Empathy is one of the greatest interpersonal skills because it allows you to have better communication with your team and increases your understanding of the team members. We know empathy can simply mean to ‘put ourselves in the other person’s shoes’, but it can also mean to take an active role in getting to know the members of your team and treating them with the respect they deserve.
Listening and Paying Attention to Your Team
We all know that there is a difference between hearing and listening, but yet we still seem to confuse the two when we communicate with other people. Listening is considered a skill, so like any other skill it must be implemented and strengthened. Listening allows for you to understand what a team member is talking about and register what they are trying to communicate. Building better listening skills starts with learning to pay attention when a team member speaks and actively listening to what they are saying. Key tips to help accomplish this are to give your attention to the person by facing them and making eye contact. Turn off any cell phones or pagers or remove any item from the area that can distract you and make you lose focus. You’ll find that you will catch more of what the team member is saying and be able to retain more. Paying attention and building better listening skills can show support for the members of your team and build rapport with them.
Tips for better listening skills:
- Remove any distractions
- Make eye contact with the team member speaking
- Nod your head periodically
- Ask for follow up details or information
- Ask the the team member to repeat anything you may have missed
Don’t Judge Other Team Members
No matter how many times we hear the old phrase “Don’t judge people” or “It’s not our place to judge”, we more than likely find ourselves doing it anyway – we just don’t want to admit it. Whether subconsciously or not, we still find ourselves judging those around us, whether it is based on their clothes, job title, the way the talk or walk, gender, hair color, skin color, and etc. When someone on the team is speaking or completes a task, what do you think in your head? Do you automatically make comments on how their assignment was too easy or that the way they speak is subpar to the team. Of course you would never say this out loud or tell them directly, but in your mind you have already made up your mind about them.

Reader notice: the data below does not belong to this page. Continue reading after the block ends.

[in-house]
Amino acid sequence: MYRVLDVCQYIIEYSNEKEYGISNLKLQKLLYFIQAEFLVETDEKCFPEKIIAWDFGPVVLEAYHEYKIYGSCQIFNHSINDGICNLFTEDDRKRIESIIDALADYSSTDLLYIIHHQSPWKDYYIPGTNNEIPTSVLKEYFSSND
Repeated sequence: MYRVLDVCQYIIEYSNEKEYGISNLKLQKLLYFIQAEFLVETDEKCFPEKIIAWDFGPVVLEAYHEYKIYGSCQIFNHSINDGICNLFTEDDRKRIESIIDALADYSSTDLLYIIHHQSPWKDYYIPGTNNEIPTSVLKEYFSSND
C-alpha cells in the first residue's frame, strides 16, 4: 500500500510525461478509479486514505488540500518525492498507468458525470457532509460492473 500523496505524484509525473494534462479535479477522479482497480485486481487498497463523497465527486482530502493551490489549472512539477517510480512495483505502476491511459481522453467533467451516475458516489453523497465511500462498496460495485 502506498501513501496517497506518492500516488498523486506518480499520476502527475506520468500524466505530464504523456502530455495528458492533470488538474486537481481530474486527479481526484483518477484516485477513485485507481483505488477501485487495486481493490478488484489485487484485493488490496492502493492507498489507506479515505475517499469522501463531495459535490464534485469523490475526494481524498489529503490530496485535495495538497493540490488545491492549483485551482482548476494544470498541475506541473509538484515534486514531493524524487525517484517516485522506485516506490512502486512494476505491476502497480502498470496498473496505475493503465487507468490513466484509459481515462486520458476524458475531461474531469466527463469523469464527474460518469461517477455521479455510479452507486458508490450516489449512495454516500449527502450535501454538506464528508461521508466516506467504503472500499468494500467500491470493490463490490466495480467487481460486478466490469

Thoughts like this cause us to judge people more and more, which can create barriers between people and lose connections and chances to network over time. Every person has an “inside person” and an “outside person” – we see the outside person every day and try to form our own opinions without seeing everything first. Don’t forget that there is an “inside person” as well that has an entirely different side.
Shift Your View
Empathy is simply defined as putting yourself in another person’s shoes and seeing things from their point of view. When communicating with another team member, think about how it would feel to be in their shoes and do the things they have to do. How would you feel if you have to complete their assignment in the weekly meeting or if you have to conduct a speech in front of hundreds of people?
Shifting your view does not mean that you have to entirely give up your opinions and what you think. It involves taking a few minutes to stop and reflect on the actions and words of the other team member and picturing yourself in their situation. Think about what it would be like to stand in their shoes in the conference room or in front of the new manager. By doing this, we can better understand why they may act or speak a certain way and what can drive them to do what they do. By showing empathy, you are able to connect with this person and create an important relationship to have in the workplace.
Don’t Show Fake Emotions to Your Team
In social situations it is never a good idea to fake our emotions or how we feel toward others. Of course, this does not mean we have full permission to start tearing into people and ripping them to shreds if we didn’t like their recent speech. But if you are not entirely happy about something in the team or feel anxious about something else, it is not a good idea to fake a smile or laugh just to appear happy.
This ‘fakeness’ will more than likely be detected, which can offend others around you or even make them feel insecure. Instead, be honest about how you feel and show honest concern for your peers. Be tactful if delivering negative feedback and offers helpful tips for improvement or changes. Although they may not accept your true feelings at first, and may even seem angry about it, in the end they will appreciate the fact that you were honest with them and didn’t show a mask of fake emotions with them.